It is easy to get a little blasé when you handle high-end watches on a daily basis. At a certain point, you find yourself considering any watch under €5,000 to be relatively affordable. This is, of course, absolute lunacy. To prove that point, I take on the challenge of curating a watch collection of at least three watches. The budget? A mere €5,000 for the three of them. This is my ideal starter watch collection.

Since this exercise is performed without a specific thematic collector in mind, I am opting for an occasion-based approach. I will try and make sure that there will be a proper watch in there for pretty much any occasion. After all, if you are spending 5,000 of your hard-earned euros, you do not want to find yourself bare-wristed anytime soon. So the ambition is to curate a €5,000 watch collection to cover all common bases.

The cornerstone of the collection — Tudor Black Bay 36

The first pick is easy for me. I love small do-it-all watches. The Rolex Datejust was the subject of my first book for a reason. I love subtly sized watches that can go with a three-piece suit or swimming trunks. Watches that look neat and clean, but pack a punch. The Tudor Black Bay 36 is such a watch.

In fact, you could call it a day right here. Take your Tudor Black Bay 36 on a nice holiday. You now have €2,120 left to book some tickets and a hotel. Your Black Bay 36 is a perfect one-watch collection.

Okay, I promised to do a three-piece collection. Back to business, but let me elaborate on the Tudor first.

I would opt for the classic Black Bay 36 with a black dial and steel bracelet, coming in at €2,880. This watch is powered by the caliber T600, based on the Sellita SW200. Personally, I would get this one quickly, before Tudor switches it over to a Kenissi caliber. The trusty and cheap-to-service Sellita is perfect for a daily watch like this. Furthermore, it will likely lose that cool smiley “self-winding” text in the process.

With its modest proportions at 36mm, this Black Bay variant wears beautifully. It sure has a sporty aesthetic, but its dimensions ensure that it does not look “off” on more formal occasions. I feel the 41mm version is not quite as versatile, but you may disagree.

I like how Tudor fitted a dial that is more archetypal of dive watches. It provides the Black Bay 36 with a unique identity and clearly differentiates it from its cousin, the Rolex Explorer. I know some people are bothered by the pairing of circular indices and snowflake hands. I am not one of them. In my eyes, this is one cool combination.

Squale 1521 Montredo Diver

“Montredo” version of the Squale 1521

For the weekends — Squale 1521

I feel that Squale does not quite get the love it deserves. Sure, the brand does some incomprehensible stuff every now and then. But if you ask me, the core of its collection is pretty awesome, particularly the ref. 1521, aka the 50 Atmos.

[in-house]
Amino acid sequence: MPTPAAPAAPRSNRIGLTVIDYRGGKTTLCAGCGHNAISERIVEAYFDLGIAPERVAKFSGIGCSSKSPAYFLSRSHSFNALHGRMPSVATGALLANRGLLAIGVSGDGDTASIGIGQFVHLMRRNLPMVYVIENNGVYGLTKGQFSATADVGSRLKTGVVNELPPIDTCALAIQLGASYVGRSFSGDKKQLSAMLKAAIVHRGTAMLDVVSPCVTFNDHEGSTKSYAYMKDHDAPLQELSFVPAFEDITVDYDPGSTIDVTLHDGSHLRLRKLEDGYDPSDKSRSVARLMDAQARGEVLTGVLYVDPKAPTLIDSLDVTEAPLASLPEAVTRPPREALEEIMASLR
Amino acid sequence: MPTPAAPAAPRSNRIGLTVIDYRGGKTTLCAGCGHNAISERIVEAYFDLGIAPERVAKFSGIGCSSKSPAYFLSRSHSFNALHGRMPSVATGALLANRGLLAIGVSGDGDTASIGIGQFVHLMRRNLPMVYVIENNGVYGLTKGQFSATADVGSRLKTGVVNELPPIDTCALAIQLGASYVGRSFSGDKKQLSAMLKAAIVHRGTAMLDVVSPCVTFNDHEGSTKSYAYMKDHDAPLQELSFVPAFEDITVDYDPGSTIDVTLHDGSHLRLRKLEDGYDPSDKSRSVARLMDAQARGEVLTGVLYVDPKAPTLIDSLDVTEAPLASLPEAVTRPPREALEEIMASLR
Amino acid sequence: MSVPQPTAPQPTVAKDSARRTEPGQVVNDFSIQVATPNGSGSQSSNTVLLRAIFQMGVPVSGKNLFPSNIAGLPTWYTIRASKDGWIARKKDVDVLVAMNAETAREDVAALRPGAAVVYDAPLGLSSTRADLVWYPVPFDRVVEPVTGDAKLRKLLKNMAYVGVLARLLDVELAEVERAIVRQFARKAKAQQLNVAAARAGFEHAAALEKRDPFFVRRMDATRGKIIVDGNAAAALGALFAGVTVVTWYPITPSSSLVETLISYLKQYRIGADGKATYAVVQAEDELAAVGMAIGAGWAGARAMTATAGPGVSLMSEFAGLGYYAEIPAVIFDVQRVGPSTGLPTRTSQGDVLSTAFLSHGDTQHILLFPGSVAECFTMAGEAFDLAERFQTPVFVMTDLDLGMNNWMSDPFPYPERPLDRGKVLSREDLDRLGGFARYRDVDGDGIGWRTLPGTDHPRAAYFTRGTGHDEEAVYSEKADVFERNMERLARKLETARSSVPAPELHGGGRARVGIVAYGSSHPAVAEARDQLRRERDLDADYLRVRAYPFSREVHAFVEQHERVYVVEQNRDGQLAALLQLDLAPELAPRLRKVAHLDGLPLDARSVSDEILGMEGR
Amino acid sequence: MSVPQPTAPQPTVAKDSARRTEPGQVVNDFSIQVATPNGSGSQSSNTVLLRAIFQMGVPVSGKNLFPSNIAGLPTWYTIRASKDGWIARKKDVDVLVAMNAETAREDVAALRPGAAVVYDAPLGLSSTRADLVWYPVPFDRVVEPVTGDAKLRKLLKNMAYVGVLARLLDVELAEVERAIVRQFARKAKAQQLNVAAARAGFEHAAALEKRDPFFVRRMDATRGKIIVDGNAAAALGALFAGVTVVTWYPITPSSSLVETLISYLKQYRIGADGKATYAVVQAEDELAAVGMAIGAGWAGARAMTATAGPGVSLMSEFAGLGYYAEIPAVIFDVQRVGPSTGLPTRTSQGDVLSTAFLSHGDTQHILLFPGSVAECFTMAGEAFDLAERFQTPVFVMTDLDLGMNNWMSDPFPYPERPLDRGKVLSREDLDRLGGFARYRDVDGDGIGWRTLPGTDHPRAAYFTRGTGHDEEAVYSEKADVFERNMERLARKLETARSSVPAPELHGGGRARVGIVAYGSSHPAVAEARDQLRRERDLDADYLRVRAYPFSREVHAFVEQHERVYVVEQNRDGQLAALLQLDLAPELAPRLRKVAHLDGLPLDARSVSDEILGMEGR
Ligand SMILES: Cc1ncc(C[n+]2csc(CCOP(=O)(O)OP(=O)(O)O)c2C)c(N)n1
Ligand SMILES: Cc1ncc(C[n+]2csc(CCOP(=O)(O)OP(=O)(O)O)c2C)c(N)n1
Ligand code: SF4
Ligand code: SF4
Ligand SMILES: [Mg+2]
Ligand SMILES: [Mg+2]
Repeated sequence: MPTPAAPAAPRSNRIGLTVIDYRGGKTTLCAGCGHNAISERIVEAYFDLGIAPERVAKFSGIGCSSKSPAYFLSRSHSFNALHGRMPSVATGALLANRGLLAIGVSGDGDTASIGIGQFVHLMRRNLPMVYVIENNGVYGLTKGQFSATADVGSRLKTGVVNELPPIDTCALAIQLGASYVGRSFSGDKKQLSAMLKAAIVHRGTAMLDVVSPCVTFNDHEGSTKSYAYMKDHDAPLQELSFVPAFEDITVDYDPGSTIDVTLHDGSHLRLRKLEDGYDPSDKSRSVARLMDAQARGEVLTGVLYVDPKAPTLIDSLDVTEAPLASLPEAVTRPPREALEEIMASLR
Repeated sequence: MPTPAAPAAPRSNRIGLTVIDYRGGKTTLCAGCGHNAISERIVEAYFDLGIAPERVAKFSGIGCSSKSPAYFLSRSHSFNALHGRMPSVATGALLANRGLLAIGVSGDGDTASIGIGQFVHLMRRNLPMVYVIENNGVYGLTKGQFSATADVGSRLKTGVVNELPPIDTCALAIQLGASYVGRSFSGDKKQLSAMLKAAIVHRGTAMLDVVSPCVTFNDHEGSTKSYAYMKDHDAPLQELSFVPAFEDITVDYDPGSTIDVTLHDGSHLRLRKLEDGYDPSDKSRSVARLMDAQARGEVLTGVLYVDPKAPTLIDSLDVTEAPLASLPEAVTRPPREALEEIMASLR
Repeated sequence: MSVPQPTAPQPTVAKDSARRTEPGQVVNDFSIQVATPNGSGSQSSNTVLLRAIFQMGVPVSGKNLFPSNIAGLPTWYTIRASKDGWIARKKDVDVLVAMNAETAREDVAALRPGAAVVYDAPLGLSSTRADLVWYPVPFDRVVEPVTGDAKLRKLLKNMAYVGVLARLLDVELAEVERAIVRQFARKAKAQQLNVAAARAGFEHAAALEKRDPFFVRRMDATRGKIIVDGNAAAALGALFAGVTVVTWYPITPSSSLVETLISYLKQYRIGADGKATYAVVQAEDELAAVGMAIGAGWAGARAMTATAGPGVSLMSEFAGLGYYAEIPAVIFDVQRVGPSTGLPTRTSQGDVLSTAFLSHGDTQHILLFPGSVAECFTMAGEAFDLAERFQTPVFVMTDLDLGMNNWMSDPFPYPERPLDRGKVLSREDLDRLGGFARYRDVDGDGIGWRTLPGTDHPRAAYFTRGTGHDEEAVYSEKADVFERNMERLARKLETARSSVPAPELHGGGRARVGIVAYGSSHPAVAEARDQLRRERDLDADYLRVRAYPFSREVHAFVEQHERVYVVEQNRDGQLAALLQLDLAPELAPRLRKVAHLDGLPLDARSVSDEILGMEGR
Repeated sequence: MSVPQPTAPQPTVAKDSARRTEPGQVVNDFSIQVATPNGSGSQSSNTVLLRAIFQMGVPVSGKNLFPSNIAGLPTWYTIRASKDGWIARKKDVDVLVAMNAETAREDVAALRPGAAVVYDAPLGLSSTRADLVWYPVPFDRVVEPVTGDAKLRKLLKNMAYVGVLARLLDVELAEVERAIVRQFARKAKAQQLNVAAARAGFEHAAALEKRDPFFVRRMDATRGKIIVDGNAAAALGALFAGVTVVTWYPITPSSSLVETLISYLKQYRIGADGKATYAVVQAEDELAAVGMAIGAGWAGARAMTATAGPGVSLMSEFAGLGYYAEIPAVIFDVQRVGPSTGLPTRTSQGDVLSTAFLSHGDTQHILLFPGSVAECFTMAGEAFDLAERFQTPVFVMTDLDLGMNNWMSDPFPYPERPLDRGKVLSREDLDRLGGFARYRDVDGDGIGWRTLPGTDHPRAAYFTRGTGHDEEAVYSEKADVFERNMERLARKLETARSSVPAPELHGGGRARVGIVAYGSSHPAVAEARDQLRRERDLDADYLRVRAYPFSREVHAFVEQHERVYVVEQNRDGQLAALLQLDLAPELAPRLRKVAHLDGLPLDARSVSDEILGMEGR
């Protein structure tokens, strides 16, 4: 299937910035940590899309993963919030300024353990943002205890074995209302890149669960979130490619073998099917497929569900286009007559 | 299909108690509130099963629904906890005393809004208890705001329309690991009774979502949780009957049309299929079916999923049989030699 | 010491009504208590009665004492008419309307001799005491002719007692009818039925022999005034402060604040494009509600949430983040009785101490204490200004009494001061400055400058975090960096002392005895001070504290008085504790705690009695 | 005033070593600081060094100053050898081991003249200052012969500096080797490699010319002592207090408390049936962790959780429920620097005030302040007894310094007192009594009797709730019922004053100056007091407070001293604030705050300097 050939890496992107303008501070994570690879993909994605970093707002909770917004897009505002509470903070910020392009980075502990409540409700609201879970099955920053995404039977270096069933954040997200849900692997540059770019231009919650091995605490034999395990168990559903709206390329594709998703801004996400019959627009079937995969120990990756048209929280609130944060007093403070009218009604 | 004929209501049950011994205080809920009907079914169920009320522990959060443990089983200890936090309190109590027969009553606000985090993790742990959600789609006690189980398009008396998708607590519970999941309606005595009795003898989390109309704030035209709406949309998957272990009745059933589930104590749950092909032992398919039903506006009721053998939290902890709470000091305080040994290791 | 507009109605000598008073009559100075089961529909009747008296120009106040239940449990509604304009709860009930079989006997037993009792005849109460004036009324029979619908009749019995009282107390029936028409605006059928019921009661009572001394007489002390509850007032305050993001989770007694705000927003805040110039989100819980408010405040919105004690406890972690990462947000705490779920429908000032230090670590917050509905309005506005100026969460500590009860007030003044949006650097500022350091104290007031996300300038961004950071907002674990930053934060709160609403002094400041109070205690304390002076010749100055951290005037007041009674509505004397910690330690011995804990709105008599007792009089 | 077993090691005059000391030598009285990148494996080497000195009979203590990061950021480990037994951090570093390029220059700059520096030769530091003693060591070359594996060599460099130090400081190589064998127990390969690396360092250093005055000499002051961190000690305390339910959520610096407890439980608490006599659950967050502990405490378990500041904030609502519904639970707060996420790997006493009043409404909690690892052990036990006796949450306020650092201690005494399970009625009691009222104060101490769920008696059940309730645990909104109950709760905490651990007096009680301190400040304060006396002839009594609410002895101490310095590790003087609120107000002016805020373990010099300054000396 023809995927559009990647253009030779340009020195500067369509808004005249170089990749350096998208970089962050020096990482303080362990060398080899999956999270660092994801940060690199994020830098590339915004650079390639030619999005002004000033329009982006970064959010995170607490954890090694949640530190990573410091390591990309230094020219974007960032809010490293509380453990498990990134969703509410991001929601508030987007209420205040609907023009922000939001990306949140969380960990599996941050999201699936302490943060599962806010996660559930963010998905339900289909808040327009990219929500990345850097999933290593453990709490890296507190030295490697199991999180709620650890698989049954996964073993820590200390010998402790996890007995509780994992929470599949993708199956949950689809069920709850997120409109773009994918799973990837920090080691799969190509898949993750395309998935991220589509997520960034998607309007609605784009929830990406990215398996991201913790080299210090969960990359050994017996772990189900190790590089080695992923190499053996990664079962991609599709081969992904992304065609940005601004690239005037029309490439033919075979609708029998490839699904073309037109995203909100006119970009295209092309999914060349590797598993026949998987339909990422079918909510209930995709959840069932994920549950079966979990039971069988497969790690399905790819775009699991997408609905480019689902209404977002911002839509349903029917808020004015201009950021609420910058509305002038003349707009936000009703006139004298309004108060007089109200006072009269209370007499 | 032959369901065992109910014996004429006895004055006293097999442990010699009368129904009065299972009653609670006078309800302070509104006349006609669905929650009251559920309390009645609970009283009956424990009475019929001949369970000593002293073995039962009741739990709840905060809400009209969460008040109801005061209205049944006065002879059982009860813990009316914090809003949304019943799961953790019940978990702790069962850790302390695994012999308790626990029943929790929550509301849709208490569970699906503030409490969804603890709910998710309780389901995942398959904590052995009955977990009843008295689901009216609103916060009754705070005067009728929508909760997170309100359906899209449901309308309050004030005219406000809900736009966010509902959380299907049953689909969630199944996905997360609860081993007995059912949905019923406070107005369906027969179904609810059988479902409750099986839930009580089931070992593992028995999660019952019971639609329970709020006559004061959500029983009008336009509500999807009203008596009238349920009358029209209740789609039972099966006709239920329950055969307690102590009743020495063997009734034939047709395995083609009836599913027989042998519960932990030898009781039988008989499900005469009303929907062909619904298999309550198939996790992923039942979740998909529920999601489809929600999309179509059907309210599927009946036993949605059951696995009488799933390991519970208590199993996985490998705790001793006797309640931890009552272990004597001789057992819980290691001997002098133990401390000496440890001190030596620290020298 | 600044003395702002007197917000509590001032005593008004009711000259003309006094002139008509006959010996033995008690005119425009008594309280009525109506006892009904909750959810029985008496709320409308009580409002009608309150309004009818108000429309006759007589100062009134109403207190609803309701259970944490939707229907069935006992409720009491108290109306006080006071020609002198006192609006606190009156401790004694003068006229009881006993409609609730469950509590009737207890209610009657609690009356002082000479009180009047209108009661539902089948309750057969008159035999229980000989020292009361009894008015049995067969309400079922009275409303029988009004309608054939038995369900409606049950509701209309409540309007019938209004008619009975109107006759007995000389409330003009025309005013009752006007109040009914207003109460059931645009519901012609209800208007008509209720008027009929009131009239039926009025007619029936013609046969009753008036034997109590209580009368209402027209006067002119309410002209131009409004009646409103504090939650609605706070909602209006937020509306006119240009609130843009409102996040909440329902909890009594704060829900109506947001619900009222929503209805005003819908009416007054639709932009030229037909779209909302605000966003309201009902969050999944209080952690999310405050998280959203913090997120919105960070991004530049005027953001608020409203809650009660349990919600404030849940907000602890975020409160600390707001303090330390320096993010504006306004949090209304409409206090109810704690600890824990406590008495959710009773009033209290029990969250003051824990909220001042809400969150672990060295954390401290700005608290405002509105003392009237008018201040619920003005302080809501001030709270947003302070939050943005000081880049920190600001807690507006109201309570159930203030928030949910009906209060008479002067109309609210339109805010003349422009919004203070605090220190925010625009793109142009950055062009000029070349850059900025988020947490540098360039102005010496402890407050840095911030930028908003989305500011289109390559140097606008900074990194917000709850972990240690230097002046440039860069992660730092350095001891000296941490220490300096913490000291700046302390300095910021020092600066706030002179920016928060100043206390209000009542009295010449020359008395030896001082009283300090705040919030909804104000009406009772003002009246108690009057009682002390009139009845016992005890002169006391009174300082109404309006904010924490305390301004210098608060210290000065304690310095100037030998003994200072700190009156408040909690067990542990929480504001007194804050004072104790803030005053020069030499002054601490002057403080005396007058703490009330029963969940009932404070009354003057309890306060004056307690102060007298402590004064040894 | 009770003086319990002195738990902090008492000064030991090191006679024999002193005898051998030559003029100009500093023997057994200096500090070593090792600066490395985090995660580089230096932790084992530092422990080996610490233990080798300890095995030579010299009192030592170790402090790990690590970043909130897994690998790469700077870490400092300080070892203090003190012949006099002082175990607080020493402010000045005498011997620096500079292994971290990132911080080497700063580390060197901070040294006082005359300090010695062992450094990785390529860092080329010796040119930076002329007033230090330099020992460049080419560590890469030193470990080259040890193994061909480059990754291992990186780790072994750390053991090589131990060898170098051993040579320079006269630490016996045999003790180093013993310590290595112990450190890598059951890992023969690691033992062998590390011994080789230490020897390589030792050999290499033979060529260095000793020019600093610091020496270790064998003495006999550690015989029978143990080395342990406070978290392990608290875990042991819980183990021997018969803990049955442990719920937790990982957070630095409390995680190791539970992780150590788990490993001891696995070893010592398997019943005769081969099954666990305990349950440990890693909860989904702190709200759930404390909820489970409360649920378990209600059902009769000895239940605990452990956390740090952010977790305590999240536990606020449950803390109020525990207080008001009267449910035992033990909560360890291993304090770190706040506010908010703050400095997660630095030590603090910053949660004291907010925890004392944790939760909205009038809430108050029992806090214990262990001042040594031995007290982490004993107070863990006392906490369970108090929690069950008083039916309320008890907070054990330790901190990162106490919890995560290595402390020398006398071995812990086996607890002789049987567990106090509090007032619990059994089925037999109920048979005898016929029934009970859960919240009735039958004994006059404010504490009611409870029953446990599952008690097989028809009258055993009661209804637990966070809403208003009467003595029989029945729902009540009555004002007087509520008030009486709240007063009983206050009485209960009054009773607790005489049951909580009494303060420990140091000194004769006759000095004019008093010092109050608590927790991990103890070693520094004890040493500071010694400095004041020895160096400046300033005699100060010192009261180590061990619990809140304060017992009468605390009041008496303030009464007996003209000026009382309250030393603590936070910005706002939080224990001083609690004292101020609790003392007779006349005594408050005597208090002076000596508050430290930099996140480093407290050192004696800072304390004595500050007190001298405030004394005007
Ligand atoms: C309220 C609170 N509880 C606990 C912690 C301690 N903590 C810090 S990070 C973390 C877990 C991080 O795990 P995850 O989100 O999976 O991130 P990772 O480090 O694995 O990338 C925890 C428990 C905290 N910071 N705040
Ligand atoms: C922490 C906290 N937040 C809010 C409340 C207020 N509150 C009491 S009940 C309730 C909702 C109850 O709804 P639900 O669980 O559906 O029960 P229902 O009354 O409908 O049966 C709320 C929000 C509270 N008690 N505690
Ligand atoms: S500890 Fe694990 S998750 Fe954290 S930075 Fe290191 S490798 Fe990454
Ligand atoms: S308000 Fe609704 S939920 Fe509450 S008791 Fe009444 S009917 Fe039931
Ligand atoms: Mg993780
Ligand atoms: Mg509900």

Squale has all the history you could want from a dive watch. The brand was there in the early days when diving was popularized. Squale made cases for many brands, chief among which is Blancpain. The ref. 1521 comes in a thinner version of the 42mm case that Squale produced for Blancpain’s Bund Fifty Fathoms for the German “Kampfschwimmer” in the 1970s.

My personal pick would be a black 1521 with the polished case on a rubber strap. If you are a little less boring than I am, there is the mesmerizing sunburst blue version for you. Regardless of the colorway, you will find a Sellita SW-200 automatic caliber inside. There is a new COSC version too, but a non-chronometer version is perfectly fine. Considering we are on a budget, I would rather get the regular 50 Atmos.

In this case, I have actually put my money where my mouth is. I own a limited-edition version of the 1521 and thoroughly enjoy it. It is a dive watch with a very distinct character of its own. It is totally unlike the plethora of Submariner-esque divers out there.

The Squale 1521 will set us back a decent €1,200. This means we have just under €1,000 left for my final pick.

Duo of late-’50s Seamasters

A touch of history: Vintage Omega Seamaster

For my final pick, I will go vintage. It is quite surprising in today’s market, but we can still get a beautiful vintage Omega Seamaster for the remaining odd €900.

I am talking specifically about the 1950s and 1960s Seamasters in the non-dive watch form factor. By today’s standards, these would be considered dress watches. They’re perfect for those rare occasions when the Tudor Black Bay 36 is still considered a little too casual.

There are tons of references, case shapes, materials, and dial styles to choose from. I personally own two versions of the ref. 2846, as described in this earlier article. Although they are small, they wear beautifully. This is largely due to the beefy lugs, which provide the necessary wrist presence.

My advice would be to do your research. There are many great resources out there to help establish whether your prospective Seamaster is correct and authentic. For €900, we can actually chase down an example in pretty neat condition. Again, this is quite stunning considering the going rates of similar watches from Rolex and other brands.

If you want to play it safe, opt for a no-date version with an automatic caliber. The early bumper automatics and pull-date calibers can be a bit more delicate and tough to service. Mine are both fitted with the common caliber 501. My Omega-certified watchmaker had no issue servicing them and they have been running fine for years.

A balanced €5,000 watch collection

There you have it! My take on a balanced three-piece watch collection that you could acquire for €5,000. Between a rugged yet subtle everyday watch, an original diver with heritage, and an absolute classic for special occasions, I feel I could have done a lot worse.

What do you think? What alternatives to my picks speak to you? Let me know in the comments below.